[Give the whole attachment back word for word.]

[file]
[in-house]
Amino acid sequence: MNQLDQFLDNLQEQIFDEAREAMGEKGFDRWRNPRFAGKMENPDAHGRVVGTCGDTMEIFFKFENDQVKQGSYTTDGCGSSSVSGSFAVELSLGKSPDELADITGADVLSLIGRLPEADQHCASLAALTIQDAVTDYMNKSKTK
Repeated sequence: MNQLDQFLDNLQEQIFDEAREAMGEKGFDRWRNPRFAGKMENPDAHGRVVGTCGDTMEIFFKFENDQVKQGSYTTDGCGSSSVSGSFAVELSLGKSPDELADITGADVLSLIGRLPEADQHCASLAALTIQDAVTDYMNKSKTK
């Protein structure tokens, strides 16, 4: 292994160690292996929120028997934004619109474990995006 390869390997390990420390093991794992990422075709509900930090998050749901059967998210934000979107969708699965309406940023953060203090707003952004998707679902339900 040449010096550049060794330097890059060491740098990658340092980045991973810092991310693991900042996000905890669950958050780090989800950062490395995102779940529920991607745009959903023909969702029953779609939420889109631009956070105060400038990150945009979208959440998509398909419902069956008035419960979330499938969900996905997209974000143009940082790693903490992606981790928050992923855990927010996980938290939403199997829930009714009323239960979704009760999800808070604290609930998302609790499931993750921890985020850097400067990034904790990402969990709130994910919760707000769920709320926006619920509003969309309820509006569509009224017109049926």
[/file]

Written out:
[in-house]
Amino acid sequence: MNQLDQFLDNLQEQIFDEAREAMGEKGFDRWRNPRFAGKMENPDAHGRVVGTCGDTMEIFFKFENDQVKQGSYTTDGCGSSSVSGSFAVELSLGKSPDELADITGADVLSLIGRLPEADQHCASLAALTIQDAVTDYMNKSKTK
Repeated sequence: MNQLDQFLDNLQEQIFDEAREAMGEKGFDRWRNPRFAGKMENPDAHGRVVGTCGDTMEIFFKFENDQVKQGSYTTDGCGSSSVSGSFAVELSLGKSPDELADITGADVLSLIGRLPEADQHCASLAALTIQDAVTDYMNKSKTK
């Protein structure tokens, strides 16, 4: 292994160690292996929120028997934004619109474990995006 390869390997390990420390093991794992990422075709509900930090998050749901059967998210934000979107969708699965309406940023953060203090707003952004998707679902339900 040449010096550049060794330097890059060491740098990658340092980045991973810092991310693991900042996000905890669950958050780090989800950062490395995102779940529920991607745009959903023909969702029953779609939420889109631009956070105060400038990150945009979208959440998509398909419902069956008035419960979330499938969900996905997209974000143009940082790693903490992606981790928050992923855990927010996980938290939403199997829930009714009323239960979704009760999800808070604290609930998302609790499931993750921890985020850097400067990034904790990402969990709130994910919760707000769920709320926006619920509003969309309820509006569509009224017109049926």